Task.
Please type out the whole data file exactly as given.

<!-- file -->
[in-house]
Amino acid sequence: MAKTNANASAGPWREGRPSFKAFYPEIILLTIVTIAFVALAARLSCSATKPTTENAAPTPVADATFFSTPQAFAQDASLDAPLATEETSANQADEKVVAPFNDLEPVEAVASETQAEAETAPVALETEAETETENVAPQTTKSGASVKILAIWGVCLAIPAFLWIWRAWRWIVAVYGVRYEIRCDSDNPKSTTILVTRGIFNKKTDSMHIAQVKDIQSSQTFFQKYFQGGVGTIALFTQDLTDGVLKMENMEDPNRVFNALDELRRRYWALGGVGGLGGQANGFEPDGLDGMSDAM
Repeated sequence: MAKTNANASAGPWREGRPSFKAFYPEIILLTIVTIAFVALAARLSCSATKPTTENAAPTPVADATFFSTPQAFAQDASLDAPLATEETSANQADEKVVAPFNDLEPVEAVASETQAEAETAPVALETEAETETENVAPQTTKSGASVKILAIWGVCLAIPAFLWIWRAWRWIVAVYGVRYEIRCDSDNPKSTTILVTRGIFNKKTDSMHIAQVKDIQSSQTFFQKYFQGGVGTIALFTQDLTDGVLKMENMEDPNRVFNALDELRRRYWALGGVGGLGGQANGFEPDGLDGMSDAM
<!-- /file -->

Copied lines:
[in-house]
Amino acid sequence: MAKTNANASAGPWREGRPSFKAFYPEIILLTIVTIAFVALAARLSCSATKPTTENAAPTPVADATFFSTPQAFAQDASLDAPLATEETSANQADEKVVAPFNDLEPVEAVASETQAEAETAPVALETEAETETENVAPQTTKSGASVKILAIWGVCLAIPAFLWIWRAWRWIVAVYGVRYEIRCDSDNPKSTTILVTRGIFNKKTDSMHIAQVKDIQSSQTFFQKYFQGGVGTIALFTQDLTDGVLKMENMEDPNRVFNALDELRRRYWALGGVGGLGGQANGFEPDGLDGMSDAM
Repeated sequence: MAKTNANASAGPWREGRPSFKAFYPEIILLTIVTIAFVALAARLSCSATKPTTENAAPTPVADATFFSTPQAFAQDASLDAPLATEETSANQADEKVVAPFNDLEPVEAVASETQAEAETAPVALETEAETETENVAPQTTKSGASVKILAIWGVCLAIPAFLWIWRAWRWIVAVYGVRYEIRCDSDNPKSTTILVTRGIFNKKTDSMHIAQVKDIQSSQTFFQKYFQGGVGTIALFTQDLTDGVLKMENMEDPNRVFNALDELRRRYWALGGVGGLGGQANGFEPDGLDGMSDAM